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WAYNE SWAN - TRANSCRIPT - ABC RADIO NATIONAL – RADIO INTERVIEW ADELAIDE MONDAY, 17 DECEMBER 2018

December 17, 2018

WAYNE SWAN
MEMBER FOR LILLEY

 

E&OE TRANSCRIPT
ABC RN – RADIO INTERVIEW
ADELAIDE
MONDAY, 17 DECEMBER 2018

SUBJECT/S: Labor Conference, MYEFO, IPSOS poll, asylum seeker policy, Newstart Allowance review, Governor-General appointment.

HAMISH MACDONALD: Former Treasurer Wayne Swan is the brand-new Federal President of The Labor Party I spoke with him a few moments ago.

WAYNE SWAN: Good morning.

MACDONALD: Bill Shorten says Labor is ready to govern, right on cue there is a new IPSOS poll pointing to a Labor landslide next year.  How can you possibly lose it from here?

SWAN: Well we don't get too carried away with opinion polls. It's true that we've been ahead in almost every poll for the whole time of this term but we said we don't take the support of the people for granted. We understand we've got to go out there and earn it and I guess this conference is a demonstration of that - four hundred people over three days ,eight hours a day being accountable not just to the party but to the Australian people because it's in public. So you know we're out there outlining our policies if we want to earn the support of the Australian public.

MACDONALD: But does it make it hard going into an election year though, having all of those polls behind you and a very clear indication of disenchantment with the current Government because you know you are really being set up for something big here.

SWAN: Well we don't take it for granted we've got a comprehensive strategy to fight inequality and spread opportunity. And we understand that we need to take the time to talk to the Australian people about those detailed plans. There's no small target strategy coming from the opposition this is a comprehensive strategy to fight inequality and spread opportunity, to make the country more prosperous and fairer that's why we've got a set of fair go policies.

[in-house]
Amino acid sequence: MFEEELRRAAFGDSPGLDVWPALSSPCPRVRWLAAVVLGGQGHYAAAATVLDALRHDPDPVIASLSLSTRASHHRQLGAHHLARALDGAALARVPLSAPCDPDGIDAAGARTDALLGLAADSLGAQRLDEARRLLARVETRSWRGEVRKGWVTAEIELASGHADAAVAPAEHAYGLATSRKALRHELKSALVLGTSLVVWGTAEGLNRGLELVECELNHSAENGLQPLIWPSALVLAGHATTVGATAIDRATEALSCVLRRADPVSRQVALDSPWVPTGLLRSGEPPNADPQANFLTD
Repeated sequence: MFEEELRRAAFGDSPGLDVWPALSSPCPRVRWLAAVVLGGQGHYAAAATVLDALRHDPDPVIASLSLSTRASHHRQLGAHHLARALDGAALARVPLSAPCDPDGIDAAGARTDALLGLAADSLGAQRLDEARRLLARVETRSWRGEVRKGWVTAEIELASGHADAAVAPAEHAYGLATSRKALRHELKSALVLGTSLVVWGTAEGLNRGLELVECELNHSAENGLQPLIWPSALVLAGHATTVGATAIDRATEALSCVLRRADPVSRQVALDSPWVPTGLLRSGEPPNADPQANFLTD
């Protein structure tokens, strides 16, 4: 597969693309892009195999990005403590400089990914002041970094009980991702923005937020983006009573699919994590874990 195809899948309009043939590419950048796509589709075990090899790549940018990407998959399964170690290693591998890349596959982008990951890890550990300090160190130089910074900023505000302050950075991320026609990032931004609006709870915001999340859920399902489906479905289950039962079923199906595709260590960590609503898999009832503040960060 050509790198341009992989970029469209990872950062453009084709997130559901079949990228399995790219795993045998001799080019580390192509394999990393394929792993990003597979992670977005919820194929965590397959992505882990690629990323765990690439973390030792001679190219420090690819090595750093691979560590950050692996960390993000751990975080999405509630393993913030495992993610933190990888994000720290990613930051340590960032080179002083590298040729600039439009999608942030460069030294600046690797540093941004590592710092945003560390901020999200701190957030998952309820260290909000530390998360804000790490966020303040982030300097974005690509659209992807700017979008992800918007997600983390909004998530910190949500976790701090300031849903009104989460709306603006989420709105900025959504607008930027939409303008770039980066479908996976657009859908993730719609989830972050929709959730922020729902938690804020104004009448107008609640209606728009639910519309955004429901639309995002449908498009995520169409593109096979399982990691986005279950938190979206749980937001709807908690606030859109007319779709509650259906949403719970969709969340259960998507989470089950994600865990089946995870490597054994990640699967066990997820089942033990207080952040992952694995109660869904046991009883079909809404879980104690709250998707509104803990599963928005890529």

MACDONALD: Today's economic update the MYEFO confirms a budget surplus for next year it will be bigger than previously forecast. That will set up a sizeable war chest for the Government going in to an election coupled with the Coalition's record on economic management. That gives the Coalition something pretty strong to campaign on doesn't it?

SWAN : Well they don't have a great record on economic management but the economy's been far weaker than it should have been over the past five years. Revenues have increased since 2013 by $100 billion. So most of the improvement that they will show in MYEFO is from increased tax revenue completely contrary to the Government’s description of what's going on in the budget.

MACDONALD : Give the Government some credit though for getting the budget back to surplus.

SWAN : Not for the return of the tax revenues, I mean revenues have been depressed basically since the end of 2007 early 2008. And they're just starting to return that's the impact of the aftershocks of the Global Financial Crisis. It's not because of the good work of the Government at all, it's not because of expenditure restraint, it's because of increased tax revenues but the Government's rhetoric is completely contrary to all of that.

MACDONALD : We know you were the Treasurer, we know that you never managed to deliver a surplus, surely you can give this Government some credit for getting the budget to that position.

SWAN : I do not give them credit for the $100 billion increase of revenues since 2013. They have come back because economic conditions are globally coming back.

MACDONALD : But they have taken decisions that meant that money has not been spent elsewhere. That has meant that they are now able to say that the budget will be back in the black.

SWAN : It is very good that the budget is coming back to surplus and so it should be with that increase in revenues but the Government's rhetoric is somehow this is a consequence of expenditure restraint. It’s nothing of the sort, what it is, a record-high tax take by the Liberals.

MACDONALD: Bill Shorten says Labor's biggest opponents at the next election won't be the Coalition it'll be the distrust disengagement and cynicism that's rife among voters. The turmoil in Australian politics outdates just this government it also existed when Labor was in government do you accept the ALP needs to shoulder its share of the blame?

SWAN : Yes I do, but I think all political parties do and all political parties all around the world. The polarization and disengagement is not as great here as it is in many other countries but I absolutely do. Which is why the Labor Party has put such a high premium on unity, I mean we've had the same leadership team for the past five years, the Government has had five leadership teams in five years. So we've learnt our lesson from our period in government and there is high priority on unity because it's disrespectful to the people to be dis-unified and of course this Government has radiated uncertainty and desperation and disunity almost for the whole time of its Government.

MACDONALD : It is hard though to keep that unity in government.

SWAN : Too right

MACDONALD : How certain are you that this will be maintained if indeed Labor wins the next election?